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Pesticides

Cleaner and costlier

Issue Date: Sep 30, 1992
THE BRITISH public is faced with a grim choice: clean versus cheap water. In a recently released document, The Cost of Quality, Ian Byatt, director general of water services, predicted the cost of water in Britain would double by 2005.

Poisoning out peanuts

Issue Date: Sep 30, 1992
Researchers at the International Crops Research Institute for the Semi-arid Tropics (ISRISAT) in Hyderabad find Indian farmers obtain lower groundnut yields than African farmers, due to pest damage. Indian farmers spray their crops at least seven times in a season, making it impossible for the prey species to recolonise the crop as quickly as the pests. African farmers rarely use chemical sprays. (Pesticide News, No 16)

Smelly pesticides

Issue Date: Jul 31, 1992
WHILE contaminated water has occupied centrestage in Udaipur for many years, the Pesticides India plant has been insidiously emitting odorous gases for almost as long. The plant manufactures pesticides, including phorate, all of which are highly toxic. While officials at the plant claim they have taken all possible precautions to prevent leakages, the local people have filed a case under Section 133 of the Indian Penal Code (for creating a public nuisance) and sought relocation of the plant.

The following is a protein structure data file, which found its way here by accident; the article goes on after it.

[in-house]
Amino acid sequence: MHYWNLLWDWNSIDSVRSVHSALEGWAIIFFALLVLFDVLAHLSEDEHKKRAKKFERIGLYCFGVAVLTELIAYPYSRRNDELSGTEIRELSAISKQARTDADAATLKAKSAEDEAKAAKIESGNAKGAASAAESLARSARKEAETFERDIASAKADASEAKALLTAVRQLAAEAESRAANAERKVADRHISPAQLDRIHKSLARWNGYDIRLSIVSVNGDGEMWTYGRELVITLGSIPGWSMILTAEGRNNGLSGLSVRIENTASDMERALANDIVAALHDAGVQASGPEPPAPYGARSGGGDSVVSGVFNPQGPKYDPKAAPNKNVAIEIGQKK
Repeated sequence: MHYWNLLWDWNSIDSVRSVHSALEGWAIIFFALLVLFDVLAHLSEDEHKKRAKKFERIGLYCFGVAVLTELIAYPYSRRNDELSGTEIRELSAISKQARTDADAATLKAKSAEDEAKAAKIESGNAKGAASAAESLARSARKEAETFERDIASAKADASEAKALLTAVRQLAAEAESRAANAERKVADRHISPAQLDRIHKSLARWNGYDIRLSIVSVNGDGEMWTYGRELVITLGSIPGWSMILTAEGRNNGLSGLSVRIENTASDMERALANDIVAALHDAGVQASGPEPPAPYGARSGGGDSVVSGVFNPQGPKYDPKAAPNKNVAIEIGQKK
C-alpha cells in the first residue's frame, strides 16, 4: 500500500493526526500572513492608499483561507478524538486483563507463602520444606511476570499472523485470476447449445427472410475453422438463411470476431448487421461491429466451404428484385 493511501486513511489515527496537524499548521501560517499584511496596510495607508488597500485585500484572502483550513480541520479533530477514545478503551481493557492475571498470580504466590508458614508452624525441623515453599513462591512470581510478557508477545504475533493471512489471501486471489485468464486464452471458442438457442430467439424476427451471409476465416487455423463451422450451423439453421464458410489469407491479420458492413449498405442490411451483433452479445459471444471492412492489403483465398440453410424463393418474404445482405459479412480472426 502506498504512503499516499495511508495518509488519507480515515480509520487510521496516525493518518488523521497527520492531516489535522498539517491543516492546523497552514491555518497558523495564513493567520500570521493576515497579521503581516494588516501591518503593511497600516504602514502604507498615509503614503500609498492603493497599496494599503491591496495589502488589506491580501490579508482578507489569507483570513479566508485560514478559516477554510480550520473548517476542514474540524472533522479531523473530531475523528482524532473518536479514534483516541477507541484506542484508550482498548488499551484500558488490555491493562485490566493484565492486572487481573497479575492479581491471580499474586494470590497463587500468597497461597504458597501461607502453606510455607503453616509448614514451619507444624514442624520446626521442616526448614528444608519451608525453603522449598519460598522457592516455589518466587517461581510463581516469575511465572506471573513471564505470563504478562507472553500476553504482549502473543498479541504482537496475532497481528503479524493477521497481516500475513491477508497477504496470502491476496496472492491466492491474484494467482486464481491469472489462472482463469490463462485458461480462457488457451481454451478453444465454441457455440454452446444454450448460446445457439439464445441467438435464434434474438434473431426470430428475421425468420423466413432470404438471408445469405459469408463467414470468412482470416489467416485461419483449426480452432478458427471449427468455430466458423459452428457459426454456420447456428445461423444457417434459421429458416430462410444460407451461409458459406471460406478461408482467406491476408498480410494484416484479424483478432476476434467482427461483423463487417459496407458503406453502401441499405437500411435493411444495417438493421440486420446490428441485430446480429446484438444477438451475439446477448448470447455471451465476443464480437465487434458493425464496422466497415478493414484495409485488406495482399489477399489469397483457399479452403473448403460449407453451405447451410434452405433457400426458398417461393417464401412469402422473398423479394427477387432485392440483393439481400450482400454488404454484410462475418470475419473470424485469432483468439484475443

The ACD of malaria control

Issue Date: Jun 30, 1992
WHY HAS the National Malaria Eradication Programme (NMEP) never really been able to contain the disease? The answer may finally be here. The Malaria Research Centre (MRC) in New Delhi has found that Anopheles culicifacies, the mosquito species responsible for 70 per cent of malaria in India and 80 per cent of the malaria control budget, is actually a complex combination of four species with different genetic characteristics.
CSE WEBNET
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